Medicare sequestration 2% cut. Since 2013 Medicare physician reimbursement has been subject to automatic annual sequestration cuts of 2%. During the pandemic there was a temporary reprieve which will end 1/1/22.

PAYGO Sequestration Cuts. Due to Pay-As-You-Go budget control requirements triggered by the cost of the American Rescue Plan Act passed earlier this year, emergency physicians will face an additional 4% cut to Medicare payments beginning 1/1/2022.

Physician Fee Schedule and “Budget Neutrality”. CMS 2021 Physician Fee Schedule finalized a cumulative 6% cut to emergency medicine reimbursement. Congress provided critical relief through the Consolidated Appropriations Act of 2021 offsetting all but 3.75% of the cut. This is temporary and Congress will need to act prior to 1/1/2022 to prevent a 3.75% reduction in EM physician reimbursement.

The second day of LAC we had virtual discussions with Senator’s health care staffers, Representatives and Representative’s health care staffers discussing the Medicare Payment Cliffs and two sets of bills.

Senate bill 610/House bill 1667. Dr. Lorna Breen Health Care Provider Protection Act. Named after an EM physician who died by suicide in April 2020 following weeks of caring for COVID-19 patients in New York City. These bills establish grants for training health professional students, residents, or health care professionals in strategies to reduce and prevent suicide, burnout, and mental health conditions. They seek to identify and disseminate evidence-informed best practices for reducing and preventing suicide and burnout among health care professionals. They establish a national evidence-based education and awareness campaign targeting health care professionals to encourage them to seek support and treatment. The bills establish grants for employee education, peer-support programming, and mental and behavioral health treatment for health care providers. Finally, they commission a federal study looking into health care professional mental health and burnout.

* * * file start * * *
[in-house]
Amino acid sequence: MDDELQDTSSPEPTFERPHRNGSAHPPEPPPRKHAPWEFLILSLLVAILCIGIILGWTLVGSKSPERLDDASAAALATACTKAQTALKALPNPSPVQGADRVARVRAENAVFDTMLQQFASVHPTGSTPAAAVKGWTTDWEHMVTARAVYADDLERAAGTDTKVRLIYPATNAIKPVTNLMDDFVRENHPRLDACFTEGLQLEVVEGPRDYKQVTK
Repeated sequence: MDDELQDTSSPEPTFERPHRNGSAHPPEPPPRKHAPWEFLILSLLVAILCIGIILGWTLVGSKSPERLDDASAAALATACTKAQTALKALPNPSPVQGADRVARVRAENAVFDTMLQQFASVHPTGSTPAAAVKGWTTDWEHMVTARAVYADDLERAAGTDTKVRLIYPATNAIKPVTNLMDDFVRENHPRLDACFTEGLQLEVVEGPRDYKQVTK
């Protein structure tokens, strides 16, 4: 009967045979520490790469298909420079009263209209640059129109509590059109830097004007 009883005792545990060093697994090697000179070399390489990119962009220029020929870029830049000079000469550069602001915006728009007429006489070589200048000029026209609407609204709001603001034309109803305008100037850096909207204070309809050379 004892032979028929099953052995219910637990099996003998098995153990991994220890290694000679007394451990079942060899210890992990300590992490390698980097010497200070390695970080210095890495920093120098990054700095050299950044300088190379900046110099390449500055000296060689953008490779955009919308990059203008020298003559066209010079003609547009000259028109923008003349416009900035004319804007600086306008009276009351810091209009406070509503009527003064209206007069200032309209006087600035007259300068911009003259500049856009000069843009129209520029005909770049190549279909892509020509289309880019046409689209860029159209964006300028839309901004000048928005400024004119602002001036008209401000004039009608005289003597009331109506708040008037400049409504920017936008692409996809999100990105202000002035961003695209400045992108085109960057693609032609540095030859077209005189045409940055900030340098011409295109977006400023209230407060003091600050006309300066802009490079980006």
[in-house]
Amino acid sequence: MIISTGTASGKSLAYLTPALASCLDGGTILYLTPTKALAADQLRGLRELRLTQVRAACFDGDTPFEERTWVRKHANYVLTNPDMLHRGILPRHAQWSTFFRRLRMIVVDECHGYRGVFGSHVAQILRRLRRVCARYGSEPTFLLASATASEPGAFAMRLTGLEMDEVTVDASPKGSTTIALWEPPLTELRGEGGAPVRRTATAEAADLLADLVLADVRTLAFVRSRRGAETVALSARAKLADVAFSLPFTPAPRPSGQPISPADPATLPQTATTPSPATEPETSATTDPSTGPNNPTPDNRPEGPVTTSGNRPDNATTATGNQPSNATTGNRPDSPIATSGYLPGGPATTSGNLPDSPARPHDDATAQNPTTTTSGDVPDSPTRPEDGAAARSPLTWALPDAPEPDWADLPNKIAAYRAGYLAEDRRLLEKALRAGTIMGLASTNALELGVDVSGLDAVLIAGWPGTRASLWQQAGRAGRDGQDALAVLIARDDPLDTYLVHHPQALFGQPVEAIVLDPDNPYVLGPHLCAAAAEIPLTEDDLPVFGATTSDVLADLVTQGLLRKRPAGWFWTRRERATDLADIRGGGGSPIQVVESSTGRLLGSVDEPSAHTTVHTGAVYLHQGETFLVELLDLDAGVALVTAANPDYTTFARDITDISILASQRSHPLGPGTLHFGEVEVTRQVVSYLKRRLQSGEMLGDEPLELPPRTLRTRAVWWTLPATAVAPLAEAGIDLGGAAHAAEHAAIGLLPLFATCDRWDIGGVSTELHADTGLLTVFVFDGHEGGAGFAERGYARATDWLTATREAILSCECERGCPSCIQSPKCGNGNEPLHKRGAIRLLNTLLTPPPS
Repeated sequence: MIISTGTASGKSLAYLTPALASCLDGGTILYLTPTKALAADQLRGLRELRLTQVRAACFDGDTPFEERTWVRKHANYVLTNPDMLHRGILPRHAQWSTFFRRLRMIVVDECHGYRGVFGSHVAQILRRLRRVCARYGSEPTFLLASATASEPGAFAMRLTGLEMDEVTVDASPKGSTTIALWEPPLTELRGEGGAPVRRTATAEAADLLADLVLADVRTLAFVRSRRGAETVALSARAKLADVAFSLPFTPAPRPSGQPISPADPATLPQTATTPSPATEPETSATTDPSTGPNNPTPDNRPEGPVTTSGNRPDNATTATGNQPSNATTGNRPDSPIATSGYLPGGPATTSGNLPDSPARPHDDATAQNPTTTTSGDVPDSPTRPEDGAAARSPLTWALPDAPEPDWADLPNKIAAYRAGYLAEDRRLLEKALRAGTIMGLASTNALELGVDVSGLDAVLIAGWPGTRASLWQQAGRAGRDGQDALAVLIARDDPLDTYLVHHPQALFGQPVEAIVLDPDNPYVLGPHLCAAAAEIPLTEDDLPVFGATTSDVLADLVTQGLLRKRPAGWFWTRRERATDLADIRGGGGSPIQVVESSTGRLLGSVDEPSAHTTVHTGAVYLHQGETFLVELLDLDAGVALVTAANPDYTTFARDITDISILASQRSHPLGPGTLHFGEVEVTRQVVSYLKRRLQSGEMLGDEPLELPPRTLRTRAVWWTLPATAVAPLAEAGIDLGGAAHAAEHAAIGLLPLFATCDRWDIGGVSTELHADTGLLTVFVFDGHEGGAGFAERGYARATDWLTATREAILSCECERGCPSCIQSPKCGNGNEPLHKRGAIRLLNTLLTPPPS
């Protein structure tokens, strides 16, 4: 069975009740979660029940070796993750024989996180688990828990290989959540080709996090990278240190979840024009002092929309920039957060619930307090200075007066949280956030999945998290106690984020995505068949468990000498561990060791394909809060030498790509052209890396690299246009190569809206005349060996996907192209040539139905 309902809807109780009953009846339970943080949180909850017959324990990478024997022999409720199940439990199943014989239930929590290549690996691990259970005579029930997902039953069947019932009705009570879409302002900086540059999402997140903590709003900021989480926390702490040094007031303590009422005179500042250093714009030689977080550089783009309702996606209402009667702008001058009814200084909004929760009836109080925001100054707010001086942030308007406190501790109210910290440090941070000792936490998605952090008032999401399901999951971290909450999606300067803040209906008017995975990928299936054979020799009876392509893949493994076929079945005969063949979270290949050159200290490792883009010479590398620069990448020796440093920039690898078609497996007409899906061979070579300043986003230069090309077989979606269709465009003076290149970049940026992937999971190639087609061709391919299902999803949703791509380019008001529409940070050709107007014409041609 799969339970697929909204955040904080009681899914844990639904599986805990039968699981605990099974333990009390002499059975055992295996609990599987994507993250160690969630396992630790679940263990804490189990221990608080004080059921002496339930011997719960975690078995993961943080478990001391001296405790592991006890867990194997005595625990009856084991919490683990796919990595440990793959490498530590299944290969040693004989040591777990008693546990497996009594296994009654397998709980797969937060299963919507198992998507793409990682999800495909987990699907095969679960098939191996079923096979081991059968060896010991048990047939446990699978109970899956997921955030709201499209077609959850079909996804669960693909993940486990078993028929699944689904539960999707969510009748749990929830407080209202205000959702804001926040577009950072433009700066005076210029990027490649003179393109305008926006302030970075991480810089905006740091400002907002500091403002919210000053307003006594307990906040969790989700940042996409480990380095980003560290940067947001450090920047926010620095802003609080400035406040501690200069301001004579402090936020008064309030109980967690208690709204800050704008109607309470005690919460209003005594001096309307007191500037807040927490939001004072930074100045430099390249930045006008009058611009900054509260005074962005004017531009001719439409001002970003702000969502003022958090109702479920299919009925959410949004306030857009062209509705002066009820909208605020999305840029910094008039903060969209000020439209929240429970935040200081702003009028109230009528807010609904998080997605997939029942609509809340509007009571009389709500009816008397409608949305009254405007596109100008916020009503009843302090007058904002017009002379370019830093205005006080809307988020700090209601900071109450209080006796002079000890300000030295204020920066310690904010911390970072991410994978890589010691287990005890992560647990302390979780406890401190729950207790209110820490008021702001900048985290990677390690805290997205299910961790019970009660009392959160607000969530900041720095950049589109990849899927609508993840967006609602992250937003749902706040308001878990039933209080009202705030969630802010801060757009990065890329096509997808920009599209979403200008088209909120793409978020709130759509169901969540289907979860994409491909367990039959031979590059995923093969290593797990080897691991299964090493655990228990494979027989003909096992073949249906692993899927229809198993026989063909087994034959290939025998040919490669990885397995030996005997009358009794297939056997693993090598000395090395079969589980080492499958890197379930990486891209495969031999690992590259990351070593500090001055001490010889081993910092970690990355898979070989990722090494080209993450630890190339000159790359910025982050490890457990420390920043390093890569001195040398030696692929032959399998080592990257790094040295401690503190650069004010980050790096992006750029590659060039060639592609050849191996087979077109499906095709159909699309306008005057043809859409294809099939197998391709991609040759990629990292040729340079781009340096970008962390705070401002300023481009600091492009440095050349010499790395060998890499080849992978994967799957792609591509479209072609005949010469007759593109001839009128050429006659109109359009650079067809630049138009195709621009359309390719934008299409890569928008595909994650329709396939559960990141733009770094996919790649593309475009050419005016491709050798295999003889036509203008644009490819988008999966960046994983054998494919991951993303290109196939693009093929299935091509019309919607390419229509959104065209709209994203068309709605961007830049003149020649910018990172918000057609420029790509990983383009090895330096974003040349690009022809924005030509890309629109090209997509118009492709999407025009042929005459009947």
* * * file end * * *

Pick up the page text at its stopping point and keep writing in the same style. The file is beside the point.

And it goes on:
Senate bill 445/House bill 1384. Mainstreaming Addiction Treatment Act. These bills remove the requirement that a health care practitioner must apply for a separate waiver through the DEA to dispense certain narcotic drugs (including buprenorphine) in Schedule III, IV and V of the Controlled Substances Act for maintenance or detoxification treatment.

Overall, 324 emergency medicine physicians from 44 states participated in 273 virtual meetings with federal legislators and/or their healthcare staff.

I participated with the Tennessee delegation sharing these concerns and bills with our Senator’s and Representative’s health care staffers. Everyone was aware of the Medicare cuts and indicated they intended to follow developments regarding addressing the reductions in physician reimbursement.  One of our representatives and two representative’s health care staffers indicated they may consider cosponsoring S 610/HR 1667. 

ACEP political consultants say the most influential constituents are the ones that show up in their representative’s office and share their opinions. I find this conference interesting and educational. As well, I feel it is important to push legislation which is in our and our patient’s best interest. ACEP Leadership and Advocacy Conference next year will be May 1-4, 2022.

Thom R. Mitchell, MD, FACEP